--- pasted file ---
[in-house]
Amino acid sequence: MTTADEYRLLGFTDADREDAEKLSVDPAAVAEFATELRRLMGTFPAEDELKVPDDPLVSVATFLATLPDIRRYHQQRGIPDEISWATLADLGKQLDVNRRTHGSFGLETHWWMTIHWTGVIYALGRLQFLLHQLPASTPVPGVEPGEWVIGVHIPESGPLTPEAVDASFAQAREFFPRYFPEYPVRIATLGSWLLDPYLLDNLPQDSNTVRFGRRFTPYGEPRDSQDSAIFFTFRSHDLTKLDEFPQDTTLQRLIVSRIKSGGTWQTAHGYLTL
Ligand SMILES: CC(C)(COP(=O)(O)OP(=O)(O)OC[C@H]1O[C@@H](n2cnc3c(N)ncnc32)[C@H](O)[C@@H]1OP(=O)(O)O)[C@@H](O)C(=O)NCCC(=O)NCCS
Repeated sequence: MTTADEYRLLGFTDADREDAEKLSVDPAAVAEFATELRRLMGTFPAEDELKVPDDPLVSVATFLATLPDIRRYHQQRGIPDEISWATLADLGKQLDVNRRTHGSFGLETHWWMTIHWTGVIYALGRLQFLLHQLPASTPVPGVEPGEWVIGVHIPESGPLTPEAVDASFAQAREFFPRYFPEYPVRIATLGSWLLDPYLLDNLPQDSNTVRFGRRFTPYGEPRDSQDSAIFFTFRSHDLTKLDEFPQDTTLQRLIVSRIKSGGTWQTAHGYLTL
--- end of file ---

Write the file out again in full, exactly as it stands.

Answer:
[in-house]
Amino acid sequence: MTTADEYRLLGFTDADREDAEKLSVDPAAVAEFATELRRLMGTFPAEDELKVPDDPLVSVATFLATLPDIRRYHQQRGIPDEISWATLADLGKQLDVNRRTHGSFGLETHWWMTIHWTGVIYALGRLQFLLHQLPASTPVPGVEPGEWVIGVHIPESGPLTPEAVDASFAQAREFFPRYFPEYPVRIATLGSWLLDPYLLDNLPQDSNTVRFGRRFTPYGEPRDSQDSAIFFTFRSHDLTKLDEFPQDTTLQRLIVSRIKSGGTWQTAHGYLTL
Ligand SMILES: CC(C)(COP(=O)(O)OP(=O)(O)OC[C@H]1O[C@@H](n2cnc3c(N)ncnc32)[C@H](O)[C@@H]1OP(=O)(O)O)[C@@H](O)C(=O)NCCC(=O)NCCS
Repeated sequence: MTTADEYRLLGFTDADREDAEKLSVDPAAVAEFATELRRLMGTFPAEDELKVPDDPLVSVATFLATLPDIRRYHQQRGIPDEISWATLADLGKQLDVNRRTHGSFGLETHWWMTIHWTGVIYALGRLQFLLHQLPASTPVPGVEPGEWVIGVHIPESGPLTPEAVDASFAQAREFFPRYFPEYPVRIATLGSWLLDPYLLDNLPQDSNTVRFGRRFTPYGEPRDSQDSAIFFTFRSHDLTKLDEFPQDTTLQRLIVSRIKSGGTWQTAHGYLTL